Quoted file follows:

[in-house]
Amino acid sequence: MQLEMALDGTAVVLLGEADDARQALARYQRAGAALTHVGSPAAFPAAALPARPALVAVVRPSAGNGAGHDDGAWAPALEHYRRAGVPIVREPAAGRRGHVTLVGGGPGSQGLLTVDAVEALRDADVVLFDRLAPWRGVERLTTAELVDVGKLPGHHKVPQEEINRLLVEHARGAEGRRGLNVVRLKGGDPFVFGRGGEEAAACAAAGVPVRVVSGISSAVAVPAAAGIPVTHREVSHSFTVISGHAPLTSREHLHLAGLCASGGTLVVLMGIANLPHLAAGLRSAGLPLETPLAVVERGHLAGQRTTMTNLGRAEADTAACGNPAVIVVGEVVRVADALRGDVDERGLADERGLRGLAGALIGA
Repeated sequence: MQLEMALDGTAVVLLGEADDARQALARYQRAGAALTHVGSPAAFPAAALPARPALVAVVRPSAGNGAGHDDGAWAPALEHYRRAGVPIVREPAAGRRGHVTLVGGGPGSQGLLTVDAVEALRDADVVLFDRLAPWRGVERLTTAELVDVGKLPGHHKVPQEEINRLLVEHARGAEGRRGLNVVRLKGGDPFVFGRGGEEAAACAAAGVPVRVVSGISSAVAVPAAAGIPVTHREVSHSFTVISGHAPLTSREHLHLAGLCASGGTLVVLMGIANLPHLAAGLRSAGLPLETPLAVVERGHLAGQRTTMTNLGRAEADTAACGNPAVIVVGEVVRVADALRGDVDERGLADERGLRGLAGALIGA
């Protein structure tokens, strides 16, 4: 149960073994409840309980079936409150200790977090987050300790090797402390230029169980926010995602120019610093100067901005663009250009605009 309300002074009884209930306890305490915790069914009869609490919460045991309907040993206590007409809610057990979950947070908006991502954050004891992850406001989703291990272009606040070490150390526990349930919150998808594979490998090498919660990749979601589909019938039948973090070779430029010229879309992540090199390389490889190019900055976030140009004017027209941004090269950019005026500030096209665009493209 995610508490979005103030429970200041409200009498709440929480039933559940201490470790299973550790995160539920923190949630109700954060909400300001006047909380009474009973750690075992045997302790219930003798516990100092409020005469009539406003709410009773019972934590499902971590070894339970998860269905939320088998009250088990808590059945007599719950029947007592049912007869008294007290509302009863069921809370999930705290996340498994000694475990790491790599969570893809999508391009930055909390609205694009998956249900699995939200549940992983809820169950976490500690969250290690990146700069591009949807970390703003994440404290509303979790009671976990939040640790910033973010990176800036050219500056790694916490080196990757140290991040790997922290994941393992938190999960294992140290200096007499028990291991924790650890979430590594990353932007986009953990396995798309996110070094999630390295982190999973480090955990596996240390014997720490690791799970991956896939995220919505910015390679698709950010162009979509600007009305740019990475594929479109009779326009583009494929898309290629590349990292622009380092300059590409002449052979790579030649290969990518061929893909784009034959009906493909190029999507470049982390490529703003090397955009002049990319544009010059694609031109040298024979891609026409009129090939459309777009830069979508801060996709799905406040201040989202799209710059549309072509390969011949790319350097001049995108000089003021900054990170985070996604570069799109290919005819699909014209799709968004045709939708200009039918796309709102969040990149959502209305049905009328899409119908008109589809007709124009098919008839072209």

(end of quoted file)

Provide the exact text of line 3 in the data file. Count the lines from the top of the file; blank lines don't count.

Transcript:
Repeated sequence: MQLEMALDGTAVVLLGEADDARQALARYQRAGAALTHVGSPAAFPAAALPARPALVAVVRPSAGNGAGHDDGAWAPALEHYRRAGVPIVREPAAGRRGHVTLVGGGPGSQGLLTVDAVEALRDADVVLFDRLAPWRGVERLTTAELVDVGKLPGHHKVPQEEINRLLVEHARGAEGRRGLNVVRLKGGDPFVFGRGGEEAAACAAAGVPVRVVSGISSAVAVPAAAGIPVTHREVSHSFTVISGHAPLTSREHLHLAGLCASGGTLVVLMGIANLPHLAAGLRSAGLPLETPLAVVERGHLAGQRTTMTNLGRAEADTAACGNPAVIVVGEVVRVADALRGDVDERGLADERGLRGLAGALIGA